For most of us, our ability to think socially develops naturally and feels intuitive. In fact, social thinking dominates our thought processes throughout the day. Thinking socially occurs when we send an email, read a work of fiction, wait in line at Starbucks, or move our grocery cart aside to accommodate another customer.
Quite naturally, we consider the context, surroundings, emotions, and intentions of others to determine our behavior and emotional responses. It is an incredibly complex process which most of us take for granted.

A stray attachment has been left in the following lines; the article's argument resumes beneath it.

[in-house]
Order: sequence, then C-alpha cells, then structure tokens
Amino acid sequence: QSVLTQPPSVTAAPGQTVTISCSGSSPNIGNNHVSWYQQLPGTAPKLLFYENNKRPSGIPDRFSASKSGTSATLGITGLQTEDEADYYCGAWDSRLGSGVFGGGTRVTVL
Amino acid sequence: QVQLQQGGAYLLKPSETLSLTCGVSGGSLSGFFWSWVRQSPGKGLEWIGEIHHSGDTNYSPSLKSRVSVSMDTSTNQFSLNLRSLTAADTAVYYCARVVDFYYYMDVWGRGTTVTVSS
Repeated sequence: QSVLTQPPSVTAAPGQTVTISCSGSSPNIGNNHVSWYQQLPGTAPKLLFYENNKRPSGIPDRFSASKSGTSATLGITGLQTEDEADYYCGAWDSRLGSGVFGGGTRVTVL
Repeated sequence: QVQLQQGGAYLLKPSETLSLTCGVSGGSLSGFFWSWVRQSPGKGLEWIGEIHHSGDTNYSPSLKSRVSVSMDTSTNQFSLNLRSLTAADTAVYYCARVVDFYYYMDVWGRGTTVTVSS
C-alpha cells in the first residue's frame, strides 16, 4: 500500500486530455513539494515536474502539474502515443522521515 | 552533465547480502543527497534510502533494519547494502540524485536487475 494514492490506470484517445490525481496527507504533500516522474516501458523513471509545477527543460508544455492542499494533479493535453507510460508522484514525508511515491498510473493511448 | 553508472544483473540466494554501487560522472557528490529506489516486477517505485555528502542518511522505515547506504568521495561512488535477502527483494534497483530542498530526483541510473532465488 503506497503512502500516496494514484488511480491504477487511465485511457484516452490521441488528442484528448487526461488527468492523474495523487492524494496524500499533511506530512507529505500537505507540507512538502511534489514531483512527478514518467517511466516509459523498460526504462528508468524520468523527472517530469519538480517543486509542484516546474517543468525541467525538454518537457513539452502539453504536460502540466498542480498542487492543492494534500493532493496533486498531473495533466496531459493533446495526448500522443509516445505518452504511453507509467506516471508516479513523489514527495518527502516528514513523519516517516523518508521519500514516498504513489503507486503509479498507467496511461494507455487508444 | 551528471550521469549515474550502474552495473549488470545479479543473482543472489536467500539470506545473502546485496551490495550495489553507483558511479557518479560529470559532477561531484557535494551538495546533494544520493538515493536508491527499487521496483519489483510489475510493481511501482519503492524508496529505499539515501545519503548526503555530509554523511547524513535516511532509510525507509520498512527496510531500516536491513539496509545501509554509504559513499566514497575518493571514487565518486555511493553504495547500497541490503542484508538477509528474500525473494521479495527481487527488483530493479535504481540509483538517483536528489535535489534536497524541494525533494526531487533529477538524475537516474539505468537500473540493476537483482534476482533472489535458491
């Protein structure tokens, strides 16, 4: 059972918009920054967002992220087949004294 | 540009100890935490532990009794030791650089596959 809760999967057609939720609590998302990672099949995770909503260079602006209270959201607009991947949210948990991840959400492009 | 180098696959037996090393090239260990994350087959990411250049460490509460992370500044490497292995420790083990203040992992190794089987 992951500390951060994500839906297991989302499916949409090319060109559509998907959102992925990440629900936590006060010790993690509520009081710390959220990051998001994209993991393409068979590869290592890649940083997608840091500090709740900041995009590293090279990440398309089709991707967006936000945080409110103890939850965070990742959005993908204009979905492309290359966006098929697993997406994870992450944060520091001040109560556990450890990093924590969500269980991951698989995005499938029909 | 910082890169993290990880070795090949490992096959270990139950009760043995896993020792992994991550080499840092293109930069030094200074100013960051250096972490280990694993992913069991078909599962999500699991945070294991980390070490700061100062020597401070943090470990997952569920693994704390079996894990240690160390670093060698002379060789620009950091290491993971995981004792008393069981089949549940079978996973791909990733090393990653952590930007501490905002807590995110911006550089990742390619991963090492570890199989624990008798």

For kids with learning and attention issues, social thinking is far from natural. They might find it challenging to notice, understand, and act on emotions in an effective way. Underdeveloped social thinking skills can exacerbate challenges children are already facing. Think about your child’s daily life. She might study hard, but still get a poor grade. She might feel embarrassed about her learning issues and be afraid to ask for help.
Self-advocacy, flexible thinking, and healthy communication skills are rooted in social thinking. Teaching children about the presence of other people’s minds and social thoughts is important, especially for our kids with learning and attention challenges.
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